Meridor answers a question about waning U.S. support for involvement in the Middle East by making a case for why involvement is so important.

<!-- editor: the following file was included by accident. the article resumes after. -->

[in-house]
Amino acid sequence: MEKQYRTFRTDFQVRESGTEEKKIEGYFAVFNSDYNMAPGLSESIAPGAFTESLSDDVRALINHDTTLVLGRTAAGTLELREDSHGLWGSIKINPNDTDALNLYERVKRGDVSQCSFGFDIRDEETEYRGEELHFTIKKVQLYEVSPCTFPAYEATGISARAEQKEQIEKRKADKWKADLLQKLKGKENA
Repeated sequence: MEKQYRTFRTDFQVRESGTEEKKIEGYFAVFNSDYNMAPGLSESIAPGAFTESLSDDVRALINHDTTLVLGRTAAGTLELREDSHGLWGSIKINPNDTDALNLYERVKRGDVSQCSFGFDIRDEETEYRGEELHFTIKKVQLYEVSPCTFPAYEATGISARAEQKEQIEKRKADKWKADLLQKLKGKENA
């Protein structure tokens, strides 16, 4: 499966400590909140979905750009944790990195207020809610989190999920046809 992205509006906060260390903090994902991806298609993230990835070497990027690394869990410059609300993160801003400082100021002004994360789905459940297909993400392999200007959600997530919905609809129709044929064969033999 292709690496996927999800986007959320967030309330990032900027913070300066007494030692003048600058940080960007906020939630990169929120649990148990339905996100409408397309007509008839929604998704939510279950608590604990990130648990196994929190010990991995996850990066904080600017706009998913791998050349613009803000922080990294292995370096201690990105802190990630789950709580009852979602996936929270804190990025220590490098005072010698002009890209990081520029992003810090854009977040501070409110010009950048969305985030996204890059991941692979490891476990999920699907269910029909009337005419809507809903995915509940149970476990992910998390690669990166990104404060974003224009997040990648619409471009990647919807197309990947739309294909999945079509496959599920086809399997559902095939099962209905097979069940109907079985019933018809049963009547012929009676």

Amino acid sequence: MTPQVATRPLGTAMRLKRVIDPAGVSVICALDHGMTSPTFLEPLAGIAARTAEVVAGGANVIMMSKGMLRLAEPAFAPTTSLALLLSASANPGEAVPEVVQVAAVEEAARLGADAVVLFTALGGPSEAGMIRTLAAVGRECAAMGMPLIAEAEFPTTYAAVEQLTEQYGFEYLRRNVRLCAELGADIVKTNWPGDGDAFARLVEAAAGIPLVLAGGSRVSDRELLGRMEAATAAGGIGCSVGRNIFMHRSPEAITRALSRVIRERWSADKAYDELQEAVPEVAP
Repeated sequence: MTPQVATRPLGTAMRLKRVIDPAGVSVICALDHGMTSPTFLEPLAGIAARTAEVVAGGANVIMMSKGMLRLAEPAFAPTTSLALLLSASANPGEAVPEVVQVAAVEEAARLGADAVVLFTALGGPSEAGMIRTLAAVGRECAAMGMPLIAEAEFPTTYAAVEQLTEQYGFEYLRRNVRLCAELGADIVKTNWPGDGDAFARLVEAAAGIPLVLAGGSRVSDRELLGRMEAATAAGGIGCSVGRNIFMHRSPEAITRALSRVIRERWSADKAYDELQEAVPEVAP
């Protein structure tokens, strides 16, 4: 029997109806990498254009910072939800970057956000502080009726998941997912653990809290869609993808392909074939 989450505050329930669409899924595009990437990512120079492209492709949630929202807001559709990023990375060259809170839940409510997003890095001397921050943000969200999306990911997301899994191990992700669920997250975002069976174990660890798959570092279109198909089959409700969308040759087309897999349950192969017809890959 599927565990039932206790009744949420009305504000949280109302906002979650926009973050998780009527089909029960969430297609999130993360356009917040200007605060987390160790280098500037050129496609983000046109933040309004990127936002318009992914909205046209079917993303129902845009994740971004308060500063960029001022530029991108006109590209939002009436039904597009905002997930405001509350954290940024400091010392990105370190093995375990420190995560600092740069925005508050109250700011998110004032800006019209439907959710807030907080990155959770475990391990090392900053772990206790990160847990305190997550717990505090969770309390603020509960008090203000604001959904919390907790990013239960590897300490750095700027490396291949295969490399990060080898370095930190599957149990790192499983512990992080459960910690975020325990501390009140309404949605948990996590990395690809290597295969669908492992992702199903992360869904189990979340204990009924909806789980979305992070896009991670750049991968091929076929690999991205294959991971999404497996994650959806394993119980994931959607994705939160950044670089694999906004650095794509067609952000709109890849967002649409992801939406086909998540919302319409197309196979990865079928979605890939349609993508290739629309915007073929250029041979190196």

Sallai Meridor: I think that we see developments in America, and we see the public debate in America. And it’s only natural in our western societies. And the same happens in Israel. There is this trend of suggesting that there is a need to find ways to put an end to the war and the like. And I’m not dealing now with the issue of what exactly needs to be done in Iraq, and whether in the future there should be that number of soldiers or that number of soldiers. I think that what’s important – and I hope it’s understood in America; and I hear it from candidates for presidency, not only from the President; and candidates from both parties – that America, and our values, and our life, and our lives are under threat. And the threat is emanating from this region. There are two leaders at the moment of this threat. One is Iran, that is so dangerous a combination of religious fanaticism or almost messianic terror state and an ambition to have nuclear military power. And at the same time Al-Qaeda. And we have to face this threat and we have to confront it. And we meet it in different theaters in the Middle East and out of the Middle East. Yesterday it was . . . or the day before it was London. So we have to be resolute. We have to make our choices with regard to this tactic or that tactic, this theater or that theater. But if we don’t fight them where they are, we will – God forbid – have to fight them where we live.